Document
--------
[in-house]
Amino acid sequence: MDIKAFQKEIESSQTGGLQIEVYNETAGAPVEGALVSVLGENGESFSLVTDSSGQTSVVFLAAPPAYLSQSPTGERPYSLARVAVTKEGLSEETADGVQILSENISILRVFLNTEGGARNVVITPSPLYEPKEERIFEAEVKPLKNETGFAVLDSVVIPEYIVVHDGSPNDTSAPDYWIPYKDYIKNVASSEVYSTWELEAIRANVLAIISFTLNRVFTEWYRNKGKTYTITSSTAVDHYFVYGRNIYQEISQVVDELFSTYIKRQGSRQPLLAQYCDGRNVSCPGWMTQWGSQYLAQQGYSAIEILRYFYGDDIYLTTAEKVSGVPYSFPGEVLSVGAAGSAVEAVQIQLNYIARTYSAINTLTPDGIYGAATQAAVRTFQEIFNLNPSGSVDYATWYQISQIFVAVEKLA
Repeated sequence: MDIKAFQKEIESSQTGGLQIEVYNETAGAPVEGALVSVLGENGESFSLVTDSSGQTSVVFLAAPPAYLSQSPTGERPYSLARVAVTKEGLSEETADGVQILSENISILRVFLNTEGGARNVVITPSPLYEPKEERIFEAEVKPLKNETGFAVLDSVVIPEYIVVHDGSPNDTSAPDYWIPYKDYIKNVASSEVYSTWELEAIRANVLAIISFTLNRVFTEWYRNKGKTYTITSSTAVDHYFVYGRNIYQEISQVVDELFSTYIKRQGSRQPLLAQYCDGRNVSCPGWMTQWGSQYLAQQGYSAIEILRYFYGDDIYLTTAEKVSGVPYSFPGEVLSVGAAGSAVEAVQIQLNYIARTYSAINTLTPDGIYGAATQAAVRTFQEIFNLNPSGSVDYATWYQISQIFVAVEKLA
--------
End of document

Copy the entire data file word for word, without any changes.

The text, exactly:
[in-house]
Amino acid sequence: MDIKAFQKEIESSQTGGLQIEVYNETAGAPVEGALVSVLGENGESFSLVTDSSGQTSVVFLAAPPAYLSQSPTGERPYSLARVAVTKEGLSEETADGVQILSENISILRVFLNTEGGARNVVITPSPLYEPKEERIFEAEVKPLKNETGFAVLDSVVIPEYIVVHDGSPNDTSAPDYWIPYKDYIKNVASSEVYSTWELEAIRANVLAIISFTLNRVFTEWYRNKGKTYTITSSTAVDHYFVYGRNIYQEISQVVDELFSTYIKRQGSRQPLLAQYCDGRNVSCPGWMTQWGSQYLAQQGYSAIEILRYFYGDDIYLTTAEKVSGVPYSFPGEVLSVGAAGSAVEAVQIQLNYIARTYSAINTLTPDGIYGAATQAAVRTFQEIFNLNPSGSVDYATWYQISQIFVAVEKLA
Repeated sequence: MDIKAFQKEIESSQTGGLQIEVYNETAGAPVEGALVSVLGENGESFSLVTDSSGQTSVVFLAAPPAYLSQSPTGERPYSLARVAVTKEGLSEETADGVQILSENISILRVFLNTEGGARNVVITPSPLYEPKEERIFEAEVKPLKNETGFAVLDSVVIPEYIVVHDGSPNDTSAPDYWIPYKDYIKNVASSEVYSTWELEAIRANVLAIISFTLNRVFTEWYRNKGKTYTITSSTAVDHYFVYGRNIYQEISQVVDELFSTYIKRQGSRQPLLAQYCDGRNVSCPGWMTQWGSQYLAQQGYSAIEILRYFYGDDIYLTTAEKVSGVPYSFPGEVLSVGAAGSAVEAVQIQLNYIARTYSAINTLTPDGIYGAATQAAVRTFQEIFNLNPSGSVDYATWYQISQIFVAVEKLA